As previously observed, 18 U.S.C. §§ 922(g) and (o) are continuing offenses. Maxim was convicted of a felony in 1984 and claims to have possessed the firearms in question for twelve to fifteen years. As such, he argues that because he had completed every act necessary to commit the instant continuing firearm offenses prior to 1993, he therefore committed the instant offenses before his 1993 assault conviction and its resultant probation. As such, Maxim contends that the district court erroneously assessed him an extra criminal history point under U.S.S.G. Sec. 4A1.1(c) for his "prior" 1993 assault conviction. Maxim further argues that the district court similarly erred in assessing him an added two criminal history points under U.S.S.G. Sec. 4A1.1(d) because he had already committed the instant offenses prior to being placed on probation in 1993. In essence, Maxim advances the argument that the sentencing court may consider only acts occurring prior to, but not during, a defendant's commission of a continuing offense for purposes of calculating that defendant's criminal history.
We reject Maxim's argument. We conclude instead that the sentencing court must consider the entire period during which continuing offense occurred for purposes of applying U.S.S.G. Secs. 4A1.1(c) and (d). We believe this approach is consistent with both Congress's decision to criminalize the unlawful possession of firearms as a continuing offense and our prior decisions holding that a continuing offense, by its very nature, does not terminate until the date of the indictment or the voluntary termination of the illegal activity. See United States v. Reetz, 18 F.3d 595, 598, (8th Cir. 1994). See also United States v. Kayfez, 957 F.2d 677, 678 (9th Cir. 1992) (considering the entire period of defendant's continuing offense of unlawful possession of counterfeit notes for purposes of applying U.S.S.G. Secs. 4A1.1(d) and (e)). We also believe this approach to be consistent with U.S.S.G. Sec. 4A1.1's avowed purposes of accurately reflecting the defendant's criminal history and adding a measure of recency to the sentencing calculus. U.S.S.G. Sec. 4A1.1, comment. (backg'd.).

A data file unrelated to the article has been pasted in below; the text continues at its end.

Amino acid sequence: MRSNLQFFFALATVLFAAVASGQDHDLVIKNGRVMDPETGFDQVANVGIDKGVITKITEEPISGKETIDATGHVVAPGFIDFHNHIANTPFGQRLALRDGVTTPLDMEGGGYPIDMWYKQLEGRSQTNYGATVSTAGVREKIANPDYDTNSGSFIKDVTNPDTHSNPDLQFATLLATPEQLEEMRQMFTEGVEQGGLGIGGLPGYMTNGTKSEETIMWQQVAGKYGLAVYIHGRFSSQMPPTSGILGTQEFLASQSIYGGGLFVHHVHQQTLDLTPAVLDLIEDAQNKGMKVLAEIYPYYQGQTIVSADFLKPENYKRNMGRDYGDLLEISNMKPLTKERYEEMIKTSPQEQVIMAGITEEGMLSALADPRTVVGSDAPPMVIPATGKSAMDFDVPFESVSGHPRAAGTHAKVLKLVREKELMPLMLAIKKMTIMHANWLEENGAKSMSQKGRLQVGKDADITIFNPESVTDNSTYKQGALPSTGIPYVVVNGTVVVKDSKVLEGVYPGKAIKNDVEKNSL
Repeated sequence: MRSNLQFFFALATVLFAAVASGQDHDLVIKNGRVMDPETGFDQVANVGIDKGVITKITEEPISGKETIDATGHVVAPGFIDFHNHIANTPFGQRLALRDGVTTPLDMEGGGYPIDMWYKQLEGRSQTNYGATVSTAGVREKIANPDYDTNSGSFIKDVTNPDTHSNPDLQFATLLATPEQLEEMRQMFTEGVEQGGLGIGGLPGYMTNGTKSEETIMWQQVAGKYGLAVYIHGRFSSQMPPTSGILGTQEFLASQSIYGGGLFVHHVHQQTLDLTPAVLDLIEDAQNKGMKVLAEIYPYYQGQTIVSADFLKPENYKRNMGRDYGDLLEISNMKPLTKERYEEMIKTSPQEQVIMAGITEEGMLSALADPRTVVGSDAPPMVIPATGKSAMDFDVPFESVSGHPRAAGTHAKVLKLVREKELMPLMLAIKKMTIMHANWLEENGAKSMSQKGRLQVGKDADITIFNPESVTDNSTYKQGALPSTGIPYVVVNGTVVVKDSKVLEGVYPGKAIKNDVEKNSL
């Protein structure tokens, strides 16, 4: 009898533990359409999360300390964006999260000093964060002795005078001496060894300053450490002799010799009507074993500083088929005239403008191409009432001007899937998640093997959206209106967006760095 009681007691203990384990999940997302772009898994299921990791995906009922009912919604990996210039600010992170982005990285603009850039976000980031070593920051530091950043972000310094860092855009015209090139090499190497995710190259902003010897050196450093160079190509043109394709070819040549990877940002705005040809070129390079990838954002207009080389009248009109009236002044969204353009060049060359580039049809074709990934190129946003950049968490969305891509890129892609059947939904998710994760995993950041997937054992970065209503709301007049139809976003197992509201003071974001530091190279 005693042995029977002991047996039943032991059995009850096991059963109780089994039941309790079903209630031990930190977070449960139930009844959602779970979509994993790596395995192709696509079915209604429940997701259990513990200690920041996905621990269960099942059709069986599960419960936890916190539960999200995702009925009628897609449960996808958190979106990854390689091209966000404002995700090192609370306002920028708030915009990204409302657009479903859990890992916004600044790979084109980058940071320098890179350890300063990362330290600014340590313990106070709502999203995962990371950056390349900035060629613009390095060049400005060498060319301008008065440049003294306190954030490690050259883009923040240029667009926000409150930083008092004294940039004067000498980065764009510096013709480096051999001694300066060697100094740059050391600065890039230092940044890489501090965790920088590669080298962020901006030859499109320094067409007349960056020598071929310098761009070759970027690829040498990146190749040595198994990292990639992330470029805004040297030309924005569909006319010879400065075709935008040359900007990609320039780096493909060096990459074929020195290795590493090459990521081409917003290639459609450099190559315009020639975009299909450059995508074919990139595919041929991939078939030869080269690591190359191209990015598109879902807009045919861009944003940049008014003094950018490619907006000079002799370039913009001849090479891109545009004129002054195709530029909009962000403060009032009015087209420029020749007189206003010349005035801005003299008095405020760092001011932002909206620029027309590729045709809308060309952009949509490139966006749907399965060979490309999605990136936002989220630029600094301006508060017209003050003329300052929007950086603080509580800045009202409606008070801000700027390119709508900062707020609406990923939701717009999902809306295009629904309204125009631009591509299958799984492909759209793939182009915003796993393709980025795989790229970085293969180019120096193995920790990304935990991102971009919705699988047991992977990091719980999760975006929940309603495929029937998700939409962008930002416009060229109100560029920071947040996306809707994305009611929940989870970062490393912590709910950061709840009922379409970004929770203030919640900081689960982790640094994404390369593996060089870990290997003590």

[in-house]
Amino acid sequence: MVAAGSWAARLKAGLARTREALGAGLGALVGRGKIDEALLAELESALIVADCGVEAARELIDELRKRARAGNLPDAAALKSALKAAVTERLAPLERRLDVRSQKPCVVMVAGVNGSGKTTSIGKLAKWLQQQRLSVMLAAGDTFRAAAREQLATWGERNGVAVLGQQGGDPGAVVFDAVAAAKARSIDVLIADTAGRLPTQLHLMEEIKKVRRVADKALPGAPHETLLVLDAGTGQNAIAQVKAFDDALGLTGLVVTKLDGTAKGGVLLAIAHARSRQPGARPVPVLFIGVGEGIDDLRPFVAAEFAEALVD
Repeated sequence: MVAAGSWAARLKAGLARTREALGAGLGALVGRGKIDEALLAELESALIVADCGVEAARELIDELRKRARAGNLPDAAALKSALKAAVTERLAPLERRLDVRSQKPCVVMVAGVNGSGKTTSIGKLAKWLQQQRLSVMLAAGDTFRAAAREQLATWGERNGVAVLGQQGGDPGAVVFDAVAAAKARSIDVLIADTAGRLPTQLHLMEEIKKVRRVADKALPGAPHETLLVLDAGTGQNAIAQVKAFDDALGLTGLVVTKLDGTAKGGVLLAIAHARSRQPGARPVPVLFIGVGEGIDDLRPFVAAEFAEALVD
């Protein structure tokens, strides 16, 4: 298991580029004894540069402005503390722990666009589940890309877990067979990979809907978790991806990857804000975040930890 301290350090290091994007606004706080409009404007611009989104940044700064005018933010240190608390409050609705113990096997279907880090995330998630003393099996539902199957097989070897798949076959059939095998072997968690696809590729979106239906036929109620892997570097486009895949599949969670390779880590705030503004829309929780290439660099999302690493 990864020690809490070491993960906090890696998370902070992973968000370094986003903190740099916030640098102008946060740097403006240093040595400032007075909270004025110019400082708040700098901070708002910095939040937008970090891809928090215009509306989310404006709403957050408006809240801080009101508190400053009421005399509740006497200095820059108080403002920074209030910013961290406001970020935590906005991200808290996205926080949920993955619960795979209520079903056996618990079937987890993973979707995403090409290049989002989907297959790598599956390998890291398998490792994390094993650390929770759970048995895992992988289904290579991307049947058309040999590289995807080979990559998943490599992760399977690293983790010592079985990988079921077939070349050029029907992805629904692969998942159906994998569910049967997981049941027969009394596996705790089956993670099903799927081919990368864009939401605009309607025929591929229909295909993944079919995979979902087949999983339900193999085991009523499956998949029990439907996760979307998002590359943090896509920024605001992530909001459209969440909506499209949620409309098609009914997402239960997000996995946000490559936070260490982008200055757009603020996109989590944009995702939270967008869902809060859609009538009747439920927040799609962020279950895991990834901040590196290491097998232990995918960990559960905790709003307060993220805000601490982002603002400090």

Applying this approach to the instant case, we conclude that the district court applied the Guidelines correctly. Maxim admitted to continually possessing the firearms in question for twelve to fifteen years, which supports his claim that he had completed every act necessary to commit the instant offenses prior to his 1993 conviction for first-degree assault and its resultant probation. The record is equally clear, however, that Maxim continued to commit these offenses following that conviction and during its accompanying probation by continuing to unlawfully possess the firearms. If Maxim had begun and ended his unlawful acts of possession prior to his 1993 assault conviction and its accompanying probation, the result could be different. But that is not the case before us. The district court properly considered the entire period during which Maxim unlawfully possessed the firearms. As such, the district court accurately assessed Maxim an additional criminal history point under U.S.S.G. Sec. 4A1.1(c) for continuing to commit the instant offenses after his prior 1993 assault conviction. The district court's assessment of an additional two criminal history points pursuant to U.S.S.G. Sec. 4A1.1(d) was also correct because Maxim continued to commit the instant offenses while on probation.
For the reasons stated above, we affirm Maxim's conviction and sentence.
The Honorable Joseph E. Stevens, Jr., Chief Judge, United States District Court for the Western District of Missouri